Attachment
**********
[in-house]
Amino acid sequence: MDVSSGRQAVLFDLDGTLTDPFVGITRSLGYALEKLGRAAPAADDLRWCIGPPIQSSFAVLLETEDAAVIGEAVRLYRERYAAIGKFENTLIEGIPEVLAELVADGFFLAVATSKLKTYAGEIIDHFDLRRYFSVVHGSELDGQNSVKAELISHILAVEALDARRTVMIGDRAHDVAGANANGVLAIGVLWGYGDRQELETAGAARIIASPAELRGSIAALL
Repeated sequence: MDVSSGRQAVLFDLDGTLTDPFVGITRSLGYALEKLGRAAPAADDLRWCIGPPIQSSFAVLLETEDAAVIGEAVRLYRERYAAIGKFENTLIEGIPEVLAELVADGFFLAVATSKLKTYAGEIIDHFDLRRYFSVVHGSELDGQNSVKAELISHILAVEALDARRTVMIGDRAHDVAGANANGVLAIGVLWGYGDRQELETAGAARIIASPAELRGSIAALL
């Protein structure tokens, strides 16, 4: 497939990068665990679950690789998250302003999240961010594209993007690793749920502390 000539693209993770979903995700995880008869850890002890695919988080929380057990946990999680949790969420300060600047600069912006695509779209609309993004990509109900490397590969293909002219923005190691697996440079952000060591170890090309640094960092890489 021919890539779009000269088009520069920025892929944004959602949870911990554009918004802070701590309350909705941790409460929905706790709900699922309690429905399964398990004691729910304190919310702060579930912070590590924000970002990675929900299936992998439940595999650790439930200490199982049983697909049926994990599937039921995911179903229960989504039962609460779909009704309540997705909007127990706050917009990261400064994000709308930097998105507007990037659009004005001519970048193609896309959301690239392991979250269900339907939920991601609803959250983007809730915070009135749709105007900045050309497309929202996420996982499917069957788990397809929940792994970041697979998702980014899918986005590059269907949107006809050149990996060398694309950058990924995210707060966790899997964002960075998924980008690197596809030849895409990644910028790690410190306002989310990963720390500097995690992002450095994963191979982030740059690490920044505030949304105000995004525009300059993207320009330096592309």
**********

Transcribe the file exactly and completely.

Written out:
[in-house]
Amino acid sequence: MDVSSGRQAVLFDLDGTLTDPFVGITRSLGYALEKLGRAAPAADDLRWCIGPPIQSSFAVLLETEDAAVIGEAVRLYRERYAAIGKFENTLIEGIPEVLAELVADGFFLAVATSKLKTYAGEIIDHFDLRRYFSVVHGSELDGQNSVKAELISHILAVEALDARRTVMIGDRAHDVAGANANGVLAIGVLWGYGDRQELETAGAARIIASPAELRGSIAALL
Repeated sequence: MDVSSGRQAVLFDLDGTLTDPFVGITRSLGYALEKLGRAAPAADDLRWCIGPPIQSSFAVLLETEDAAVIGEAVRLYRERYAAIGKFENTLIEGIPEVLAELVADGFFLAVATSKLKTYAGEIIDHFDLRRYFSVVHGSELDGQNSVKAELISHILAVEALDARRTVMIGDRAHDVAGANANGVLAIGVLWGYGDRQELETAGAARIIASPAELRGSIAALL
């Protein structure tokens, strides 16, 4: 497939990068665990679950690789998250302003999240961010594209993007690793749920502390 000539693209993770979903995700995880008869850890002890695919988080929380057990946990999680949790969420300060600047600069912006695509779209609309993004990509109900490397590969293909002219923005190691697996440079952000060591170890090309640094960092890489 021919890539779009000269088009520069920025892929944004959602949870911990554009918004802070701590309350909705941790409460929905706790709900699922309690429905399964398990004691729910304190919310702060579930912070590590924000970002990675929900299936992998439940595999650790439930200490199982049983697909049926994990599937039921995911179903229960989504039962609460779909009704309540997705909007127990706050917009990261400064994000709308930097998105507007990037659009004005001519970048193609896309959301690239392991979250269900339907939920991601609803959250983007809730915070009135749709105007900045050309497309929202996420996982499917069957788990397809929940792994970041697979998702980014899918986005590059269907949107006809050149990996060398694309950058990924995210707060966790899997964002960075998924980008690197596809030849895409990644910028790690410190306002989310990963720390500097995690992002450095994963191979982030740059690490920044505030949304105000995004525009300059993207320009330096592309």